I absolutely love this time of year when natures jewels are ripe and ready for picking. Elderberries, blackberries and rowan mountain ash all grow nearby where I live so I am super lucky to have these to forage. I don’t think I have missed more than a handful of years since being a small child to pick blackberries. It’s almost a ritual. I think perhaps bordering on addictive. Who can resist those juicy black berries. One for me and one for the bucket! Risking brambles and nettles to reach the prize.
This year I wanted to try Rowan jelly and elderberry syrup as well as the annual blackberry jam making. The Elderberries are picked and frozen for now as apparently they produce more juice having been frozen first. I also need to pick out any stray twigs as I have read that all parts of the elder tree are poisonous. The berries are fine once cooked, but the stems, leaves and bark are not for eating. I will make them up into small bottles as needed over the winter to boost immune systems and fight winter colds. I will add cinnamon, ginger, turmeric and black pepper to them for their added benefits.
Once the Rowan berries were picked, I removed them from the stems by gently rubbing them between my palms. Some people use a fork. A good wash and strain, then into a stainless steel pot with some water and chopped whole apples. They were then cooked, mashed to release maximum juice and poured into my prepared jelly bag.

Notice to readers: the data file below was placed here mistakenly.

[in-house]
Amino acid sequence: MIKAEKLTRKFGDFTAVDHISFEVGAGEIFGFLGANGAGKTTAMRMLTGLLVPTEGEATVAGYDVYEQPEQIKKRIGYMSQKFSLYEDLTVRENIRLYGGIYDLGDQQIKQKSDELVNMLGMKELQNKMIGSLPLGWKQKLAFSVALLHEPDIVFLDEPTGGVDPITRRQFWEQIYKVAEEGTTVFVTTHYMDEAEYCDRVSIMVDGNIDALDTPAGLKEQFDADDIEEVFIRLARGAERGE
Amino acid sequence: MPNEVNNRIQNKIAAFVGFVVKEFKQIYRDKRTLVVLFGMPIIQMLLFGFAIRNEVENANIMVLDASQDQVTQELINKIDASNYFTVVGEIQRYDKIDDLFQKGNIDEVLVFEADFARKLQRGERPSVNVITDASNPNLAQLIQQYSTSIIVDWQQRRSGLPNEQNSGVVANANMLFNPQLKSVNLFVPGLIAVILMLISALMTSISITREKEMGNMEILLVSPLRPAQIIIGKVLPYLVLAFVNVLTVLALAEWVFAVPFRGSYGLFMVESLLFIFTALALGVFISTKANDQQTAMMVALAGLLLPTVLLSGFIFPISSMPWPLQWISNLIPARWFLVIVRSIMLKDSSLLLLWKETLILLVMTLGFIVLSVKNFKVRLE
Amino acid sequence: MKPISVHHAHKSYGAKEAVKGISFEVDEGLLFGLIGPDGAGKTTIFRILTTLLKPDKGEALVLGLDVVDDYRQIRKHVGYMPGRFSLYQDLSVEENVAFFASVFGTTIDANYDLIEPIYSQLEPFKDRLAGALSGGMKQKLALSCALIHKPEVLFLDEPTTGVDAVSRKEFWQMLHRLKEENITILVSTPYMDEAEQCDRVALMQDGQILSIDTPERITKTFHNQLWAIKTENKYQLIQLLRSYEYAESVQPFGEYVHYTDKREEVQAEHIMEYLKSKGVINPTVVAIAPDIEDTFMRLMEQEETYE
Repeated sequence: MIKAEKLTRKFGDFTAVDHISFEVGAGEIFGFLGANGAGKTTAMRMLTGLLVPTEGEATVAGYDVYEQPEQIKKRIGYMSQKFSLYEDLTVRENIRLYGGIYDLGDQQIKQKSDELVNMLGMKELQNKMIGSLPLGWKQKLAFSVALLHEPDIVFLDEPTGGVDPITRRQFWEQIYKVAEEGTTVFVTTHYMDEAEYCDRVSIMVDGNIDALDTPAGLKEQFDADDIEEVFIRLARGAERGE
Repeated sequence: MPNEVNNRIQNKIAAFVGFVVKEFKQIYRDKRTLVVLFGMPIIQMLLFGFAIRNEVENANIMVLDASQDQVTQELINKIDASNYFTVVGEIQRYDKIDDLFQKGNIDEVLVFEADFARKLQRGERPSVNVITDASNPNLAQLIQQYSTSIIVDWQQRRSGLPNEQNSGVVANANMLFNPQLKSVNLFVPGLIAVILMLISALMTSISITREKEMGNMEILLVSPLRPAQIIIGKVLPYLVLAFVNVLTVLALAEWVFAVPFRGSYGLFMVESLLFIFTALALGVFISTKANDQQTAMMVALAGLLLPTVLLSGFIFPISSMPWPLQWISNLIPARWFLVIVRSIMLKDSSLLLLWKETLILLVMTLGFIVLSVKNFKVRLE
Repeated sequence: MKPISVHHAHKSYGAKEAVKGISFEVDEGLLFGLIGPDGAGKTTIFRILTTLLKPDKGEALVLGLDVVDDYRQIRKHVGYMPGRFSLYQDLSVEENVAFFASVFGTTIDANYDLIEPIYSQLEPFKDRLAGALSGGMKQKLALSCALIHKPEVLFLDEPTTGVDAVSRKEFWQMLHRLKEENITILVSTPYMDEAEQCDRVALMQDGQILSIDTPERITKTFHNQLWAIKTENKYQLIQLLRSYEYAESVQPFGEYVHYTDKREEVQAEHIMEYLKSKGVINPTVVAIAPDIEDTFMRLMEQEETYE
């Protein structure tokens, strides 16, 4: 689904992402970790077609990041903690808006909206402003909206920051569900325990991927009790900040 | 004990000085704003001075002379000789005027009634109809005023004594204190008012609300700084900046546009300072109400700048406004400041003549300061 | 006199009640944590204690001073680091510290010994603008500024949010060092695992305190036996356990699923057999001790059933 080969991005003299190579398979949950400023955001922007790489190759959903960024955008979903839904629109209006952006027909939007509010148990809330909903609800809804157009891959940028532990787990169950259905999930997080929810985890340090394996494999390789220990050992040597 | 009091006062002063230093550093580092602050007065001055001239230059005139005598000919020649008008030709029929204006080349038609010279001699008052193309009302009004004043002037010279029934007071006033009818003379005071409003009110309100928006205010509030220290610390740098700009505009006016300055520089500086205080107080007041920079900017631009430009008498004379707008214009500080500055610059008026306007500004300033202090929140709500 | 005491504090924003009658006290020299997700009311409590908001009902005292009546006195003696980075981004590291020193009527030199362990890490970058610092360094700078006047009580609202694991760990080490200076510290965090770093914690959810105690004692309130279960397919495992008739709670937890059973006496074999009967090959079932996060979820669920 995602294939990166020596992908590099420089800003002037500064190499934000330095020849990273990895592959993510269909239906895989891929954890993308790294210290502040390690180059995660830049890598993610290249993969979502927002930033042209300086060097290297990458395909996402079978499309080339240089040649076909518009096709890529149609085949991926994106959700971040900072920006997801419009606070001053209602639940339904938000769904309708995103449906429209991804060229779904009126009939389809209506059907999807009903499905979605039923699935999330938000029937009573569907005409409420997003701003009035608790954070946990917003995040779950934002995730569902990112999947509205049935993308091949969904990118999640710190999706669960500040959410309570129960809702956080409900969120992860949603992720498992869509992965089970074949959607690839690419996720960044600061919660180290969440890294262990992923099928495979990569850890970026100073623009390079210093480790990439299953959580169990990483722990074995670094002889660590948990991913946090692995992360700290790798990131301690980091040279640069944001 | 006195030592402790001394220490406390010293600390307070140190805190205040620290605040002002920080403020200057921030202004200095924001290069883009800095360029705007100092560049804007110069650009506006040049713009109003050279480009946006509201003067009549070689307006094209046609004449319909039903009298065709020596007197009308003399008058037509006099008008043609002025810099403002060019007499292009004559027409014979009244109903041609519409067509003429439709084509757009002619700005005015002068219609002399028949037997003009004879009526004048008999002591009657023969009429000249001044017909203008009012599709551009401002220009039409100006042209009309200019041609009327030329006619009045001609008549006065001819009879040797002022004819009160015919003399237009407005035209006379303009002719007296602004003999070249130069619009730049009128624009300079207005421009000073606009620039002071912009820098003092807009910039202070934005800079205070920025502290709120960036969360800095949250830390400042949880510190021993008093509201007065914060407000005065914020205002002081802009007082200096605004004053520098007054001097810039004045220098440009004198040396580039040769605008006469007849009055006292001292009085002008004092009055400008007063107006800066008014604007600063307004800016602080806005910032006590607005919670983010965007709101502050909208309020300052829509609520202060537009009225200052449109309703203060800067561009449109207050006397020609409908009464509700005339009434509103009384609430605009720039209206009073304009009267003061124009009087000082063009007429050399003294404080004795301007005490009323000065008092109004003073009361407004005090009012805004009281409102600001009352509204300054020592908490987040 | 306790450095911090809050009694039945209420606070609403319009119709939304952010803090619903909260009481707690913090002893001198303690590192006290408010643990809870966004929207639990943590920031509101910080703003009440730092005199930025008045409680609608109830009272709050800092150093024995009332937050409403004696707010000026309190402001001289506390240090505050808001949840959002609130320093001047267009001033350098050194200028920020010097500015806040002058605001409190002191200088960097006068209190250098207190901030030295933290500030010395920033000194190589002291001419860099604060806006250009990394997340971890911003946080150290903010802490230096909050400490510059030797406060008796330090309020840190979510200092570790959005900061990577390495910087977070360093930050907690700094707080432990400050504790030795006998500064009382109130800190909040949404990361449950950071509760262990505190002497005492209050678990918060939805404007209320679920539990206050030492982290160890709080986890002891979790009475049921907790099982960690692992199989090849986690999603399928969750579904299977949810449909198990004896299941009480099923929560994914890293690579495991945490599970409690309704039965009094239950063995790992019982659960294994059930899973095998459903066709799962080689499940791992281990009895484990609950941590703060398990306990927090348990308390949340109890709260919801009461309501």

This year I grew sunflowers at the front of my house and they reached almost 11 foot in height. When it came to removing the heads to dry the seeds, I wondered about the stalks. A bit of research and I found all sorts of uses for all parts of the sunflower, stalks included. So some of them became the tripod for supporting my jelly bag, the rest went to support other plants in the garden. I am intrigued at the idea of stripping out the fibres to make into rope or textiles similar to the way nettles are done.
I left the berries straining overnight and in the morning, measured the resulting liquid. This was then heated along with the required amount of sugar, a squeeze of lemon juice, brought to a simmering boil and cooked till the set point was reached. Potted and left to cool, I was very please with the clarity and colour. I had read that one shouldn’t squeeze any juice from the jelly bag as it may cloud the jelly, so I resisted the urge. The flavour is somewhat unusual, hard to describe as it isn’t like any other fruit I have tasted. The apples I used were from a friends farm, windfalls, and were likely a bit too tart. It works well with a strong cheese or game, like venison or perhaps pheasant.
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